I was 19 when I first saw Blade Runner. That year, 1982, was also the year of ET, Poltergeist, The Thing, Tron, Star Trek II, and a lot of other decent, but non-genre movies. This was the era of Ghostbusters, Gremlins, Starman, films that followed the successes of Alien and Close Encounters in the 70s, not to mention that other thing.
The original theatrical release was the one with the voiceover and happy ending and without the unicorn sequence. At the time, I didn’t think it was a bad thing. This was Ridley Scott’s follow-up to Alien; this one director had already made two of the best science fiction films of all time. But Blade Runner was a flop, right? Not to me, at least.
I was at university in Nottingham 10 years later, when the Director’s Cut was released. We were all excited to see the legendary (but not from Legend!) unicorn sequence, and to see the film without the voice over telling us what to think. The rumour that the sequence came from Legend relates to the way in which the waking dream doesn’t look like the rest of the film, I think. The lighting is different, the colour palette is different. But back then, I tended to receive the film in terms of its narrative plot, and, like everyone, I was fascinated by the question of Deckard’s status.
Now that I’ve watched the film (including the Final Cut) so many times because of teaching; now that I’ve paused and discussed it and dissected it, shot by shot; I see it almost entirely in terms of its visuals. I still find the question of Deckard’s status somewhat interesting (Deckard is Gaff), but I now see more visual clues than narrative clues, if you know what I mean. For example, the film is thoroughly obsessed with eyes, from its opening sequence through to the end. The eyes are the windows to the soul, and the artificial people and animals in the film all have red eyes (because they have no souls).
As to the unicorn, its painterly qualities actually match the painterly qualities of the rest of the movie. The scene when Deckard explores the Bradbury apartment while Pris hides under a veil looks like a Renoir or a Manet painting, the street scenes look like Hopper, and the production design is all Moebius.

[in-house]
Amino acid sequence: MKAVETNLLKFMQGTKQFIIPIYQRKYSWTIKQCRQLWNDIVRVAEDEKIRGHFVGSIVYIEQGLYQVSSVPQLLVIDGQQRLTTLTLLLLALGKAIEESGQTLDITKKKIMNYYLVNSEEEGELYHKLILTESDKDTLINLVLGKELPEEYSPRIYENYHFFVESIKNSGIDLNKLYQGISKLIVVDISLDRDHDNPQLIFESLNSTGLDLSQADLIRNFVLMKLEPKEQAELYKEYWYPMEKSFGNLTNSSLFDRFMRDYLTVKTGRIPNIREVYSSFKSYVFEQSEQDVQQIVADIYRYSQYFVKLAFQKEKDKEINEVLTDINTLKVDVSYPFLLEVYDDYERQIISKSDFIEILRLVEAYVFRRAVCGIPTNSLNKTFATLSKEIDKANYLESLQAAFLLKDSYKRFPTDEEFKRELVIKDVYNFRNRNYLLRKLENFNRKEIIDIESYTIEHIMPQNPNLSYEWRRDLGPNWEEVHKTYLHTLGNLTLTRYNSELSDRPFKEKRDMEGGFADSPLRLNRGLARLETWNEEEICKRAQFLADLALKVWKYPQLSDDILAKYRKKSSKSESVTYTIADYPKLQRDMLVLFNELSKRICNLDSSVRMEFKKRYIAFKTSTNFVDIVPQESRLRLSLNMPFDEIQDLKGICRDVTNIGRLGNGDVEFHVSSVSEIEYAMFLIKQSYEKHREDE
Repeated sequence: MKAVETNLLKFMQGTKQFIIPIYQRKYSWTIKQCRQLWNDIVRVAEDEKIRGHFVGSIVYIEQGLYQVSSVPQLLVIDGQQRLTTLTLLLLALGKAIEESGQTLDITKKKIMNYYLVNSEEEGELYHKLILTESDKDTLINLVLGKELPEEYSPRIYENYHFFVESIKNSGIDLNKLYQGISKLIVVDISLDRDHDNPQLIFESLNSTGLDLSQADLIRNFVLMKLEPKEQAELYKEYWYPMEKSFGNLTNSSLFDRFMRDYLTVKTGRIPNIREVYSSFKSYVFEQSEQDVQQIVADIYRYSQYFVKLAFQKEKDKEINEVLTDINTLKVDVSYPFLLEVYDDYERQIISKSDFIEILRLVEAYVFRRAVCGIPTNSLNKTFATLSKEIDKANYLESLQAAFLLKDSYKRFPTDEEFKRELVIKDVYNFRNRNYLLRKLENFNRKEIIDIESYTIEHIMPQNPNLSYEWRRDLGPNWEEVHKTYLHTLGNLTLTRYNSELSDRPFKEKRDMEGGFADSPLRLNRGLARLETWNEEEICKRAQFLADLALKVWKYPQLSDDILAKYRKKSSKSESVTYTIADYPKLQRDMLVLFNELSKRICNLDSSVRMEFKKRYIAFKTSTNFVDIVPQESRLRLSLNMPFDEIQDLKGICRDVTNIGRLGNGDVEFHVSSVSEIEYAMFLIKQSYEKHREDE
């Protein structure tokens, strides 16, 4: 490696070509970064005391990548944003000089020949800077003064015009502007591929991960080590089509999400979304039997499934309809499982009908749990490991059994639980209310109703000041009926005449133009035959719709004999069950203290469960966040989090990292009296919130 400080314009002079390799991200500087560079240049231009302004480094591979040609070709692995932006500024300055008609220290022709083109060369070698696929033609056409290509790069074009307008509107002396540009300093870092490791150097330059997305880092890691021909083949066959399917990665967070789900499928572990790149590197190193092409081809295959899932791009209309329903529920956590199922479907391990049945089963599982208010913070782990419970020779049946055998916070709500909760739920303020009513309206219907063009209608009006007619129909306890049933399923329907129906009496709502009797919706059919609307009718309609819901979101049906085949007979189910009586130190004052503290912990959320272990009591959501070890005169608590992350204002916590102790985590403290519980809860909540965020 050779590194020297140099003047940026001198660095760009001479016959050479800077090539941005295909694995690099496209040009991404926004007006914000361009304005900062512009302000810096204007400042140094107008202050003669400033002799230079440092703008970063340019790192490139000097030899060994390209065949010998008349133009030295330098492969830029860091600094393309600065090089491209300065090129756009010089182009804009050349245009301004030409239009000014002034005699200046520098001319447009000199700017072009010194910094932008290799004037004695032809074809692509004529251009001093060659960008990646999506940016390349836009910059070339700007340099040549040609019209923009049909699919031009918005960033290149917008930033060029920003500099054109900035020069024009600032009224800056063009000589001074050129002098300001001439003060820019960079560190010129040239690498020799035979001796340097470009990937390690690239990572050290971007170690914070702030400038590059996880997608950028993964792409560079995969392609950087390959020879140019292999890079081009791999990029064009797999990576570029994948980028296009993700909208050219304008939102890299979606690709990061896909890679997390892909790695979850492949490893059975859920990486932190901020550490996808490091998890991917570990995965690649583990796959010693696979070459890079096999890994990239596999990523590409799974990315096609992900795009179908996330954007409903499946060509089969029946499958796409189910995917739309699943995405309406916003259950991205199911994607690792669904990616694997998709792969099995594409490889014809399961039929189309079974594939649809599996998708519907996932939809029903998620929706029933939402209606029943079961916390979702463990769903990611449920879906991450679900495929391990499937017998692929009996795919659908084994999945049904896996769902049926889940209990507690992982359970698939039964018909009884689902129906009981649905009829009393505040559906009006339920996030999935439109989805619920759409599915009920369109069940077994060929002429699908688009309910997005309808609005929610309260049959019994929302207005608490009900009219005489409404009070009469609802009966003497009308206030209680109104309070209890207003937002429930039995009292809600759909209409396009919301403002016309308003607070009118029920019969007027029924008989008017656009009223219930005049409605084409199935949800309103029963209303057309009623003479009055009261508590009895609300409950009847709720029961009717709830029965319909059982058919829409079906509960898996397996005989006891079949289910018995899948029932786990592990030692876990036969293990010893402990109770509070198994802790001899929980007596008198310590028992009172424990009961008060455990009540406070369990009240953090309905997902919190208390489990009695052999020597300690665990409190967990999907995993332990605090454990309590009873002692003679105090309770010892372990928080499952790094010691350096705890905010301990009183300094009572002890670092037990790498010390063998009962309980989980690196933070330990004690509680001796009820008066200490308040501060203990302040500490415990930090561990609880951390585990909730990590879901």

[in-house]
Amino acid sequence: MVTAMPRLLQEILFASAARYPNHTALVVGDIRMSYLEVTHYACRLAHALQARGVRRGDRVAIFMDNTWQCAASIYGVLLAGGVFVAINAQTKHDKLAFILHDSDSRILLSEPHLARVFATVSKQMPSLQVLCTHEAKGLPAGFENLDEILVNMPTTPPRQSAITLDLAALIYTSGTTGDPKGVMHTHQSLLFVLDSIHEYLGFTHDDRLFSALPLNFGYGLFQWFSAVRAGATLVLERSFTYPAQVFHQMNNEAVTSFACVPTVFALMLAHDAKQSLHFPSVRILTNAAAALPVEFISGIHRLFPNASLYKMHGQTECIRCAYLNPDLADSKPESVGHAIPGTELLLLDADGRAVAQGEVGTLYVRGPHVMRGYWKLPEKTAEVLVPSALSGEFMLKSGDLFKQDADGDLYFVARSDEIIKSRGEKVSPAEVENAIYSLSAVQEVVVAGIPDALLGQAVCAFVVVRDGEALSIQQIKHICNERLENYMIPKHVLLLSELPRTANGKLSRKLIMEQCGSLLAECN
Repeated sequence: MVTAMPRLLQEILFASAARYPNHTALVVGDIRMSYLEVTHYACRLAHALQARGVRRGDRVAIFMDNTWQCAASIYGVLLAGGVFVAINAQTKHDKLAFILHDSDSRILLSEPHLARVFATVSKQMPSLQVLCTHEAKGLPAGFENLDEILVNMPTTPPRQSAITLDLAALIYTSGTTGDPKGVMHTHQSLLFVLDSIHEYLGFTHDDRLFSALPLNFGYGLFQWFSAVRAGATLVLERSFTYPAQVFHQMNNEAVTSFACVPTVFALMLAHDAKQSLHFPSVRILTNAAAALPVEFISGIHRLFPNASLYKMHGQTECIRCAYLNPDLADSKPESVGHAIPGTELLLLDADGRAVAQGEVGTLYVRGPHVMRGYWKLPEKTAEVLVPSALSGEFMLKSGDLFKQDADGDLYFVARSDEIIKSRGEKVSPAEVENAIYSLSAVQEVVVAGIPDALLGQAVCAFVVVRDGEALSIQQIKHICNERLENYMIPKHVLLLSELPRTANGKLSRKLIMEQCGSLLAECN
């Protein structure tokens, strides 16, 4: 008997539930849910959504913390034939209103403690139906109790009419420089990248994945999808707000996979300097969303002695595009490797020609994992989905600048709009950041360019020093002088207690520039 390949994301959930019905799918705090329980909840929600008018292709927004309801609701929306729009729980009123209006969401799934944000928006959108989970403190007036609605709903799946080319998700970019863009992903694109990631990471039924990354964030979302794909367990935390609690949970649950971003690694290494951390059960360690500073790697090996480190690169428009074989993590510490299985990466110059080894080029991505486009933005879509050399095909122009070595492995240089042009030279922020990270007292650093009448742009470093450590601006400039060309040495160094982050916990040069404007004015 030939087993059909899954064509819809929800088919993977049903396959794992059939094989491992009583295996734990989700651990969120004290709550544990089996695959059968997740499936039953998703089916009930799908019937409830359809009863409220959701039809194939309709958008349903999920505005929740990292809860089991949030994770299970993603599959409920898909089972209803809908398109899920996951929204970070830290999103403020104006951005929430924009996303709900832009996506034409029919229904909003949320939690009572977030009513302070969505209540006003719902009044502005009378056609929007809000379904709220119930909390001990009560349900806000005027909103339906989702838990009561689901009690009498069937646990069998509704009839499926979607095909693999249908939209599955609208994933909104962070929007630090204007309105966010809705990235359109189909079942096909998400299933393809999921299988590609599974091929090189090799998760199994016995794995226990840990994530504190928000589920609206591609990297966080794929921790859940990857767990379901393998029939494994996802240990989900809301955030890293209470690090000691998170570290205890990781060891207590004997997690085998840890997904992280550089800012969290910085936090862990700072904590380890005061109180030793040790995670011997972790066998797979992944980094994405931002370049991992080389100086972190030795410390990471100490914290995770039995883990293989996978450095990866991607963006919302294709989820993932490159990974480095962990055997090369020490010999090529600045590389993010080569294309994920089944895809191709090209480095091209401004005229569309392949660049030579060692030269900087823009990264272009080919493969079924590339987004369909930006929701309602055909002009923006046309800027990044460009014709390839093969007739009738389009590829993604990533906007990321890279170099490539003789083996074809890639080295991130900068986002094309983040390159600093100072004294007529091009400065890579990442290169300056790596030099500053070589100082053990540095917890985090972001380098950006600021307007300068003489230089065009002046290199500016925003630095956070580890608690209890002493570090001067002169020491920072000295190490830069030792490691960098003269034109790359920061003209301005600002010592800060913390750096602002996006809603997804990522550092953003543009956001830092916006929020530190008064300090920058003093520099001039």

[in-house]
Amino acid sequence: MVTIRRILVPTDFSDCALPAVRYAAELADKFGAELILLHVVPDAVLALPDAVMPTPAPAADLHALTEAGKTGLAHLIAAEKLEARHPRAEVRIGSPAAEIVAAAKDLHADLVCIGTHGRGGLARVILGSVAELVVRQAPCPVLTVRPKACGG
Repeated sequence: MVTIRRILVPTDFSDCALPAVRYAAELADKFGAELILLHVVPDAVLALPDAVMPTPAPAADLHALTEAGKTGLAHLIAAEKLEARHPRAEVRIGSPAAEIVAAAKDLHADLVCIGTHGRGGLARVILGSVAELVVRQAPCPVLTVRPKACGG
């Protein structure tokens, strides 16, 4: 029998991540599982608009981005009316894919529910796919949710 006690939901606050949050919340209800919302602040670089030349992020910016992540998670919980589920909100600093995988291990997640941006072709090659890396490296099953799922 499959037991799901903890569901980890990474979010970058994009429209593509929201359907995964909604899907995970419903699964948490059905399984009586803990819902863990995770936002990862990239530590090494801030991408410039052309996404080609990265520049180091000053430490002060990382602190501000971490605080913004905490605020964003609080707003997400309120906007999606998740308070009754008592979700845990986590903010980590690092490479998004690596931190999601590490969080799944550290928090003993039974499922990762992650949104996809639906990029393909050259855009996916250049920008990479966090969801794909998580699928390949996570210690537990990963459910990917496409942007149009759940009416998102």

I watched the new BFI print of The Final Cut at the new Odeon cinema in Milton Keynes yesterday. There was a queue at the entrance to screens 1-6 and we joined the back of it without asking whether it was the right queue. Of course it was the right queue. I said to my daughter, ‘Just look at the age demographic and the preponderance of spectacles.’ I could have added that it was a mostly male crowd, but I didn’t do a headcount. But this was definitely a group of people who had all seen the film before. Perhaps this will be the last time I see it on a big screen? Who knows. I watched with mixed feelings. I know the film inside out.
The big screen revealed some odd focusing issues in some scenes. At first I was willing to blame the projector, but it was clear in other, sharper shots, that the projector was fine. No, there are so many big close-ups in the film of actors who are in motion that the focus wobbles at times. I think if Ridley Scott had had more time and more budget he would have reshot these.
There are lots of uncomfortable scenes. The violent confrontation at the end is painful to watch. That’s the power of cinema, that transference of empathy from the screen to the audience through the anchor character to whom we relate. But one scene that stands out as discomfiting to modern sensibilities is the one where Deckard more or less forces himself on Rachael as she tries to leave his apartment. The scene plays out with her pinned by him against a wall and repeating what he tells her to say (‘Kiss me’). But then there’s a moment where she volunteers: ‘Put your hands on me,’ she says. So it’s all right, is it?
Rachael has just discovered that she is a replicant. She has feelings for Deckard. She doesn’t trust these feelings, because they might not be her own. That’s the source of her reluctance. What’s the source of Deckard’s forcefulness? Does he want her to understand that feelings are real even if memories are false? Or does he think that it can’t be rape if it’s a replicant? The whole thrust of his job is that replicants don’t have human rights.
One major problem with the idea of Deckard as a replicant is that he not only feels pain, but appears to be weaker than the others. He can’t jump across rooftops like Roy Batty. He gets beaten up a lot by all four of the escaped replicants. The only one he appears to be able to best physically is Rachael, whom he is able to force against the wall quite easily.
‘You did a man’s job,’ says Gaff at the end. As I pointed out to my daughter, Gaff doesn’t say, ‘You did a man’s job,’ he says the line without emphasis, as if saying, ‘You did some other guy’s job,’ which is to say, ‘You did my job.’ I think both of Edward James Olmos’ last lines might be fluffed. I reckon it’s possible that the shortness of time and the budget overruns meant that they simply couldn’t do multiple takes and had to live with these badly spoken lines. ‘Too bad she won’t live, but then again who does?’ is said with a fade on the last couple of words that robs them of emphasis and conviction.
Mistake? Or genius?
The film is visually stunning, and has an incredible soundtrack, an electronic version of a 1940s film noir score. For those reasons alone, it’s a must-see at the cinema. It’s also a thoughtful film as it explores the humanity of its non-human characters. When Batty rescues Deckard at the end, he shows that he values life, and displays a human empathy that seems to be lacking in the human characters. You’ve already seen it, but see it again.